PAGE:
- Reuben Yonatan, Founder and CEO of GetVoIP


UI and UX play a distinctive role in making the first impression the best one. The success of the app depends on the optimum performance and fast loading and we put them to the top priority.”

- Mehul Rajput, CEO and co-founder, Mindventory

Keep customers engaged

Once you’ve caught the attention of your customers, you need to work hard to keep it. Otherwise, users might be tempted by the pull of another app that provides that little something extra. There are a number of exciting ways to keep your customers engaged:

“These following methods will help you towards 70% retention value:

- Include loyalty programs for customers
- Reach out via emails or app notifications with personalized offers that customers can't neglect (Re-marketing        techniques)
- Provide regular updates and let people know about them
- Collect customer feedback and use the insights for smart decision making”

 - Dhanesh Haridas, CTO, Epixel Solutions.

Push notifications are another fantastic way of achieving customer engagement. That’s because they remind the customer your app is there, inform them of deals or promotions and act as a subtle hint that your user should engage. 

“Push notifications and In-App messages are a great way to bring users back to your app. Don't forget to offer some value in those notifications with an incentivization program (discounts, rewards, bonuses). Try to build a relationship with your users. Otherwise, those notifications will be ignored and will lead to user abandonment.”

- Jose Gomez, CTO & CoFounder @ Evinex

Test, test and test again

Customers are on the hunt for quality. 

If your app is glitchy, full of bugs and unreliable, it isn’t going to inspire trust in your users. And customers will have no qualms about deleting an app they don’t believe is fit for purpose. 

But a high-quality app that has consistent functionality, seamless UX and doesn’t crash might be the difference between the app that flops and the one that becomes a fantastic success. 

But, for an app to be high quality, it needs to be well-tested. 

“It is most important to test an app to deliver a better product to the market. If your app lacks proper features and functionality, users will remove the app without thinking twice.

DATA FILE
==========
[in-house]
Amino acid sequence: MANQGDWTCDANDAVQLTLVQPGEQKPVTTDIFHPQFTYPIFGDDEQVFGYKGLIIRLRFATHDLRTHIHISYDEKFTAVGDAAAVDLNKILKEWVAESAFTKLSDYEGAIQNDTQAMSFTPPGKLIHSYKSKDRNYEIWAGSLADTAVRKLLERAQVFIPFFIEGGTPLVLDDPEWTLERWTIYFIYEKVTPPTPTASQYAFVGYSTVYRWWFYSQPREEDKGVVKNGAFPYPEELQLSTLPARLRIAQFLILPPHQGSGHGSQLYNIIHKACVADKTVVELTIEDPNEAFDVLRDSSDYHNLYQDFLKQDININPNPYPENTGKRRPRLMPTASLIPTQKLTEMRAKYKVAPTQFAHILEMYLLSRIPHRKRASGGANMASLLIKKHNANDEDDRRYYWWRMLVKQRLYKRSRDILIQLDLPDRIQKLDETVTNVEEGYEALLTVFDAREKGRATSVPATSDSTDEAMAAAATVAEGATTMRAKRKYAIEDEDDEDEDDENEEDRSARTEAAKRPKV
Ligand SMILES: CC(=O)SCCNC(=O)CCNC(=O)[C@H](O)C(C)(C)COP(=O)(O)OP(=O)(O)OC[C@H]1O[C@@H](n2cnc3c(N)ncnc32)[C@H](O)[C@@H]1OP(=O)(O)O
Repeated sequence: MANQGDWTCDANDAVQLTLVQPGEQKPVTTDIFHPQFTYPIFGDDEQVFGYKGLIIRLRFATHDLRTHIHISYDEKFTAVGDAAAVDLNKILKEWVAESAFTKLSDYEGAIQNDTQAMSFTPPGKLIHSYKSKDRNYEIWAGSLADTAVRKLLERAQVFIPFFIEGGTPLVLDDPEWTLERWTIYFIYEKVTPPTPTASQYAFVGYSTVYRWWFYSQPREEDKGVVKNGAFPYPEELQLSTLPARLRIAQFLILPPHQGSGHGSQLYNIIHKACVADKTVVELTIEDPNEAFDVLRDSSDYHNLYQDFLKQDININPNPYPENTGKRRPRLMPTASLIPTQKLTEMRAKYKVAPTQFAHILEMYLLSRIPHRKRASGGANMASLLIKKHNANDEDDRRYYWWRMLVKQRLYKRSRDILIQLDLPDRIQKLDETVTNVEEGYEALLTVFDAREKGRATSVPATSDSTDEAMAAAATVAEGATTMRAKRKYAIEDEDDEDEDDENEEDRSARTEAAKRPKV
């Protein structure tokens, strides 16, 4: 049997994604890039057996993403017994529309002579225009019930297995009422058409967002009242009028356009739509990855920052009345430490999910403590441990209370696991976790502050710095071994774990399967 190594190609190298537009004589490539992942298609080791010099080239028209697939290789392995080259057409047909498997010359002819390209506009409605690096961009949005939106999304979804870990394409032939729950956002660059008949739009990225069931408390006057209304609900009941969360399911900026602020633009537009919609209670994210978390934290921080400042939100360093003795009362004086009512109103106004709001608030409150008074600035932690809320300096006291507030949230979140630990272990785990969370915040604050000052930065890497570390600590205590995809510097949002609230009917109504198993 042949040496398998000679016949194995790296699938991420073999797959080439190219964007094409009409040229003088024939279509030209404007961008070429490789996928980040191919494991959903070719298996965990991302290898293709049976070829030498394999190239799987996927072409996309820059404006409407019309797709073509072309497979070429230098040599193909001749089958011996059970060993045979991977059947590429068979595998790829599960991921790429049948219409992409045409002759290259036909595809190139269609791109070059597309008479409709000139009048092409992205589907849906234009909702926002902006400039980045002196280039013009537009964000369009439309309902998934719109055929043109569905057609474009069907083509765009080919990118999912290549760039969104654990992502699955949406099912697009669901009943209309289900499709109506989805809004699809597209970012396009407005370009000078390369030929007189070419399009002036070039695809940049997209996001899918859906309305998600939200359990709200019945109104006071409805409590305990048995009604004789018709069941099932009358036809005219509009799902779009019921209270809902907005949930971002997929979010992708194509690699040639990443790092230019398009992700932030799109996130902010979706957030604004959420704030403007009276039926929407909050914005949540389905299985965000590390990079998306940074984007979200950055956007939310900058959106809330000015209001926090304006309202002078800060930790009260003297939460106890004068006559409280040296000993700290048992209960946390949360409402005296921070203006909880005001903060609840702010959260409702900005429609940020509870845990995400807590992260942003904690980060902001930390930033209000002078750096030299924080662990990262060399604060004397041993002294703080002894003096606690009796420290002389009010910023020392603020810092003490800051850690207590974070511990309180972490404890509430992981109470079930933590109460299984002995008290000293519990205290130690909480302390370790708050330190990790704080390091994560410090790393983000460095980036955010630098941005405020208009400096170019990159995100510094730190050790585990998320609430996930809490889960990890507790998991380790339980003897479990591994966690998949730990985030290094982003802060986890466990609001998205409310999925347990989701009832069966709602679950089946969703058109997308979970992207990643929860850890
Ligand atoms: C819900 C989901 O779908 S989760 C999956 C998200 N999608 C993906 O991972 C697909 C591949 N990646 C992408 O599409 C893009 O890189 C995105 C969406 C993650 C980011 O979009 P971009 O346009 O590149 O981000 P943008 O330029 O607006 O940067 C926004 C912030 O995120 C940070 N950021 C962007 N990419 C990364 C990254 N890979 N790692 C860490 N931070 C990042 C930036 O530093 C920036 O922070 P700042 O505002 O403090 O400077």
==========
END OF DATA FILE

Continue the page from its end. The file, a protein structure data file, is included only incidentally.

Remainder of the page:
Mobile testing needs some investment at first but it must be done before the release in order to get higher profits in the future.”

- Mehul Rajput, CEO and co-founder, Mindventory


“Nothing is more important than making sure that when you release new versions everything remains smooth on the user side. Users don't know nor do they care that you just released a new version, and will react just as negatively should anything go wrong.”

- Joaquim Miro, Founding Partner & CGO at Hoppin' World


“Testing is the most important part of a pre-launch. It can be a devastating process, as tiny bugs can take days or weeks to fix. But it’s so important to make user mistakes, such as just being impatient before something properly loads and seeing how the app responds. 

Testing is all about finding out whether your vision was perfectly created by the developers.” 

- Sall Grover, founder & CEO of Join a Giggle

How to improve your app retention rates

Remember these 6 top tips when looking to improve your app retention rates and reduce the risk of customer churn:

  • Put the customer first: keep the customer front of mind in the design, build and test stages
  • Stand the test of time: make sure that your app has longevity
  • Ensure your UX is top-notch: the customer journey should be smooth, well-designed and non-glitchy
  • Keep customers engaged: think of creative ways to hold the attention of your users:
  • Test, test and test again: deliver quality every time

If you would like to learn more about delivering quality to your customers, speak to one of our growth experts today for a free consultation.

We’re here to help boost your current QA strategy and help you to scale.